9. Some Important UMACs Secure ECU Communication in Car • Polynomial UMACs (e.g., [1]):(k,k’) are n-bit keys, messages with l=t*nbits. Split message x into t blocks, work on GF(2^{n}) • Square Hash [2]: • MMH [3]: • There are many more: NMH family (e.g., [4]), WH [5], NH [6] • Polynomial evaluation and message authentication [7] by Daniel J. Bernstein is a very fast UMAC

    10. Secure ECU Communication in Car • Group Size: 1-2 student • Students considering security research, or Winter 2014:Applied crypto class • Required Background: • C/C++ or Java programming, or ability to use software packages from existing libraries • Knowledge on cryptographic hash functions, MAC, block ciphers (AES), Pseudo Random • 1) Identify a set of good UMACs • 2) Implement selected UMACs (or obtain implementation) • 3) Work on efficient key update mechanisms for UMACs • 4) Understand Blundo polynomials to set up keys between ECUs • 5) Report overall security architecture and scheme • 6) Final report and presentation

    11. Universal Message Authentication Code (UMAC) References • [1] Ted Krovetz. UMAC: Message Authentication Code using Universal Hashing, March • 2006. RFC 4418, http://fastcrypto.org/umac/rfc4418.txt. • Version for 2000, http://fastcrypto.org/umac/index00.html • [2] M. Etzel, S. Patel, Z. Ramzan, “Square Hash: Fast Message Authentication via Optimized Universal Hash Functions,” Proc. Crypto’99, LNCS 1666, M. Wiener, Ed., Springer-Verlag, 1999, pp. 234–251. • [3] S. Halevi, H. Krawczyk, “MMH: Software Message Authentication in the Gbit/second Rates,” Fast Software Encryption, LNCS 1267, E. Biham, Ed., Springer-Verlag, 1997, pp. 172–189. • [4] M.N. Wegman, J.L. Carter, “New Hash Functions and their Use in Authentication • and Set Equality,” Journal of Computer and System Sciences, Vol. 22, No. 3, 1981, • pp. 265–279. • [5]J.-P. Kaps, K. Yuksel, B. Sunar, “EnergyScalable Universal Hashing,” IEEE Trans. on Computers, Vol. 54, No. 12, 2005, pp. 1484–1495. • [6] J. Black, S. Halevi, H. Krawczyk, T. Krovetz, P. Rogaway. “UMAC: Fast and Secure Message Authentication,” Proc. Crypto’99, LNCS 1666, M. Wiener, Ed., Springer-Verlag, 1999, pp. 216–233. • [7] Daniel J. Bernstein, The Poly1305-AES message-authentication code • [8]W.Nevelsteen and B. Preneel. Software performance of universal hash functions. In Proceedings of the 17th international conference on Theory and application of cryptographic techniques (EUROCRYPT'99), Springer-Verlag, 24-41. • [9] H. Handschuh and B. Preneel. Key-Recovery Attacks on Universal Hash Function Based MAC Algorithms. In Proceedings of the 28th Annual conference on Cryptology: Advances in Cryptology (CRYPTO 2008), Springer-Verlag, Berlin, 144-161.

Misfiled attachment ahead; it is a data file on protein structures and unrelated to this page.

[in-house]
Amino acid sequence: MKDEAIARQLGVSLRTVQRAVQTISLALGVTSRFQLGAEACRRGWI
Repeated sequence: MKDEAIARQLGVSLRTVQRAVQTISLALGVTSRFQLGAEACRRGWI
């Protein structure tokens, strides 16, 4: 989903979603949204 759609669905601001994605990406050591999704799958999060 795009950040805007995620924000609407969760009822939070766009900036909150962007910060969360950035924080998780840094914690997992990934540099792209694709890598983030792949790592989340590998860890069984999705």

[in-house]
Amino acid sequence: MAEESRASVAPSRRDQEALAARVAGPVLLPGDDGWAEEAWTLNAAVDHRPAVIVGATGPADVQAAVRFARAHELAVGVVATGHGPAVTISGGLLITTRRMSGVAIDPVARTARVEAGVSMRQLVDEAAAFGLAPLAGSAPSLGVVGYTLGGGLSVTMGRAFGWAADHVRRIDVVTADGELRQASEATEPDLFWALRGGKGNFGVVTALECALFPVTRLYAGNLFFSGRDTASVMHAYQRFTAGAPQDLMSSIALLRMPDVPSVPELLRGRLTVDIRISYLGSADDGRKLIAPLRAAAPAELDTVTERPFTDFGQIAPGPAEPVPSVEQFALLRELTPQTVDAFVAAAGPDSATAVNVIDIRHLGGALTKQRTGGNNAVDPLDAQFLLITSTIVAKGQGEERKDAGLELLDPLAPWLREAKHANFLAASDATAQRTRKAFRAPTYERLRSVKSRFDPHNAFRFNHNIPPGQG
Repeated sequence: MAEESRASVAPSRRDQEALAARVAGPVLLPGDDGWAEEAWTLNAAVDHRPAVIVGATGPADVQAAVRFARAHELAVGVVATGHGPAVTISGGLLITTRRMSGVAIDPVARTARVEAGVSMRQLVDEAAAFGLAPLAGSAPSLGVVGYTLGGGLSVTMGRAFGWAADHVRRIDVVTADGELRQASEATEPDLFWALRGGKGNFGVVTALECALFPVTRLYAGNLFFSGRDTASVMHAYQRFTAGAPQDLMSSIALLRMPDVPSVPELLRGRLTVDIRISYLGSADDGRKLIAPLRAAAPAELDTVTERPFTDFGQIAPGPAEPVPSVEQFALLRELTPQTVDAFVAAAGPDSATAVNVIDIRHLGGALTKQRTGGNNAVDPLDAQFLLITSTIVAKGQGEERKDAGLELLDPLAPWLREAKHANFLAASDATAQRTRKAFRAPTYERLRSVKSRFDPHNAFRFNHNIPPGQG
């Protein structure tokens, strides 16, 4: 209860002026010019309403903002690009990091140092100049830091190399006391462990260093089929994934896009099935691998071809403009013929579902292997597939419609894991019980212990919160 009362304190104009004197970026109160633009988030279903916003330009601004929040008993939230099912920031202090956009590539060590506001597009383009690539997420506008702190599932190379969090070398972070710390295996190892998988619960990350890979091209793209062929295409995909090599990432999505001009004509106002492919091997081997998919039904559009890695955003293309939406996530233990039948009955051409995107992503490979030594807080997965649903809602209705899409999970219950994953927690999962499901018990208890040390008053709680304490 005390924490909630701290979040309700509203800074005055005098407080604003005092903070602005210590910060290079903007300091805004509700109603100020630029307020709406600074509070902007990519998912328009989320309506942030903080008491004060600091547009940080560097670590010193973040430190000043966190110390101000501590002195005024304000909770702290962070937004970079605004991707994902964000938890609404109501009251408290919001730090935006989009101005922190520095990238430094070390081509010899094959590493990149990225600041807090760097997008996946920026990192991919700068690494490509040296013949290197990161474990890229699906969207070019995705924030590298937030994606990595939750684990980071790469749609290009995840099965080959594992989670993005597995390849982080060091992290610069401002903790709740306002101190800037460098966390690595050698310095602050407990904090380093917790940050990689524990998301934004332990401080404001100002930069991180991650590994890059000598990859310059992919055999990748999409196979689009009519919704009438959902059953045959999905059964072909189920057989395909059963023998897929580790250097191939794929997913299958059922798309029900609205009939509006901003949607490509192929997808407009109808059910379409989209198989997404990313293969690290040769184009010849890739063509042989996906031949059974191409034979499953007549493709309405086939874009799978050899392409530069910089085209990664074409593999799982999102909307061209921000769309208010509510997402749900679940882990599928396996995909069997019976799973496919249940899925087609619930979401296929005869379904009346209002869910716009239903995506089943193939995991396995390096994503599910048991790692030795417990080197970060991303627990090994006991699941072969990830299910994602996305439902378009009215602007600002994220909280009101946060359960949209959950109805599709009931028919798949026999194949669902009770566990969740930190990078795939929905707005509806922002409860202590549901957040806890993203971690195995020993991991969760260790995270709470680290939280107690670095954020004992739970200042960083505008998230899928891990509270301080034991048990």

12. Secure Inter-ECU Communication Encryption Methods for Medical Systems • Research Problem: • Chaos-based encryption methods are proposed for medical systems • They are claimed to be more „effective“ (?) than traditiona encryption methods • Secure of Chaous-based methods are being critizied • Security is dubious, but even are they so much more efficient than traditional encryption? • Investigate this case! • It is likely that their efficiency advantages do not justy the security

    13. Secure Inter-ECU Communication Encryption Methods for Medical Systems • Some papers: 1) An Efficient Medical Image Cryptosystem Based on Chaotic Maps http://www.aicit.org/JDCTA/ppl/JDCTA%20Vol6%20No13%20Binder1_part29.pdf 2) Chaos Based Encryption System for Encrypting Electroencephalogram Signals, Journal of Medical Systems. http://www.researchgate.net/publication/261736834_Chaos_based_encryption_system_for_encrypting_electroencephalogram_signals The above paper discusses a C# based implementation 3)An efficient and secure medical image protection scheme based on chaotic maps. http://www.ncbi.nlm.nih.gov/pubmed/23816172 4) A review paper on Chaos-based encryption http://www.ripublication.com/irph/ijict_spl/ijictv4n2spl_14.pdf 5) http://www.intechopen.com/books/multimedia-a-multidisciplinary-approach-to-complex-issues/multimedia-security-a-survey-of-chaos-based-encryption-technology

    14. Encryption Methods for Medical Systems • Group Size: 1-2 student(s) • Required Background: • C/C++ or Java programming, or ability to use software packages from existing libraries • Knowledge on cryptographic hash functions, MAC, block ciphers (AES), Pseudo Random F. • Work on implementation of the latest Chaos schemes • Totally ok if you can obtain existing implementations • Work on efficient AES implementations or ciphers such as • Present Cipher Suite • Humming Bird • Compare efficiency, discuss security differences, analyze the claim , final report and presentation